This is an excerpt from an article in Automation World, featuring Greg Giles, Executive Director of MES / Argonaut at RedViking.
Whether you’ve embraced digital manufacturing or are wondering where to start, there are things you can do right now to move closer to the future. Manufacturing execution systems (MESs), Industrial Internet of Things (IIoT) gateways, Industry 4.0, factory information systems (FISs) and manufacturing analytics might sound daunting, but that world is becoming simpler and more affordable all the time.
No matter where you are in this process, you probably know more than you think you do. Three key steps can help get you where you want to go:
1) envision the future
2) know your pain
3) enlist your suppliers
1. Envision the future
It sounds obvious, but no matter where you are in digital data management, it pays to keep an updated inventory of your data sources and uses to support your vision of the future.
Even if you’re in the early stages of digitalization, start by thinking more comprehensively about where your data resides and what you’d ultimately like it to do for you. For example, are you expecting your customers to start asking for traceability data in the future? Consider questions that your customers will want answered about their traceable parts or products. For example, they might want to ask questions about specific process data on a specific part assembly. You’ll be asking different questions internally, such as those focused on machine-to-machine or shift-to-shift process variability.
By identifying ahead of time those questions that your tracking system will need to answer, you’re creating a requirements list for traceable parts and processes. Catalog the ability of your parts, machines and processes to provide data to answer those questions, and use the resulting gap analysis to guide your next steps.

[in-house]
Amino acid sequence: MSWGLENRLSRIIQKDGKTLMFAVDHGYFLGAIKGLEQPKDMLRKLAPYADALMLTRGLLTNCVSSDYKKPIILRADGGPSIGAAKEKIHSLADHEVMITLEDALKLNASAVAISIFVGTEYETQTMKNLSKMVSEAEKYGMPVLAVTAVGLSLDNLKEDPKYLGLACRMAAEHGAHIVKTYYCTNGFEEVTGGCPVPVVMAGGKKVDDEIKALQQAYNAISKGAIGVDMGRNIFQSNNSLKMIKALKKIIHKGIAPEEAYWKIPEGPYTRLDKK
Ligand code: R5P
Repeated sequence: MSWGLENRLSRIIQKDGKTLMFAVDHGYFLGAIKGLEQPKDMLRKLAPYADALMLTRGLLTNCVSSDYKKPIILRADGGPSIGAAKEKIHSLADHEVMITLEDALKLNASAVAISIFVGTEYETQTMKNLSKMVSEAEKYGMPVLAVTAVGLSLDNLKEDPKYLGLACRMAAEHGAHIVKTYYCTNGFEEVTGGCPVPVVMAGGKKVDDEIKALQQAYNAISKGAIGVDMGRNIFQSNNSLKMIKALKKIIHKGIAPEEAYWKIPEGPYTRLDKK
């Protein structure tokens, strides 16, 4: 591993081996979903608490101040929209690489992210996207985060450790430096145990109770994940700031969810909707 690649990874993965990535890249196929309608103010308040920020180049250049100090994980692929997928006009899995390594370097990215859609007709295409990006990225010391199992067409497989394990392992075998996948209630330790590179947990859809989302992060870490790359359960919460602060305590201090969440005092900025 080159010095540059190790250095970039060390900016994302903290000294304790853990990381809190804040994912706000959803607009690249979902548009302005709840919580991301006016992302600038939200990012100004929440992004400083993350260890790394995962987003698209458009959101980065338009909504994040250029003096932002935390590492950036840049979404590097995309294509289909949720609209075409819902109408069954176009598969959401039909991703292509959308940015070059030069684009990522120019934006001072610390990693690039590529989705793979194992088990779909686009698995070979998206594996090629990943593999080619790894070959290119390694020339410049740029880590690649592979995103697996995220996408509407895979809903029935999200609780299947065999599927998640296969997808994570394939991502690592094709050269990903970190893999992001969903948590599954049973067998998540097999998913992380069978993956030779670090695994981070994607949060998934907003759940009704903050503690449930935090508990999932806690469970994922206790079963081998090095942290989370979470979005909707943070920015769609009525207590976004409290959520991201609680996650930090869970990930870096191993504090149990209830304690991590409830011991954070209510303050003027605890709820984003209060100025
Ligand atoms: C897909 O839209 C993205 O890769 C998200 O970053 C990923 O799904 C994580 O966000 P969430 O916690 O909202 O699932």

Do you rely heavily on the knowledge of experienced operators who will be retiring soon? Start to capture that knowledge now with interviews, photos, even video. At a minimum, you’ll have training for new employees, but even better, you’ll have the raw material for automated work instructions and digital error-proofing.
Don’t worry about the degree of automation you have in place today. Checklists on clipboards can move to tablets, and programmable logic controllers (PLCs) aren’t a prerequisite anymore. Regardless of your data’s source or capture method, this data collection and inventory process will help guide your future manufacturing software and communications decisions.
Consider future staffing. If you’re further along, and you’ve got a combination of manual and automated data collection, be careful not to lock yourself into a path that could limit your options in the future. Do you plan to expand your in-house operations technology (OT) and IT staff? If so, consider having them first build specifications to use in a standard MES toolbox solution.
If you’re not planning to have staff that’s dedicated to one particular type of MES toolbox, you should keep your sights set on systems with a more open architecture, or look for options that focus on the applications you care about most.
Is cloud an option? If you’re firmly established in digital manufacturing, consider where you could move to cloud hosting. If you’re going to need to consolidate data from multiple systems and locations, you’ll want to consider the cloud because it provides better phased integration and centralized control. We’re doing it for our customers now, and it’s more secure and less expensive than you might expect.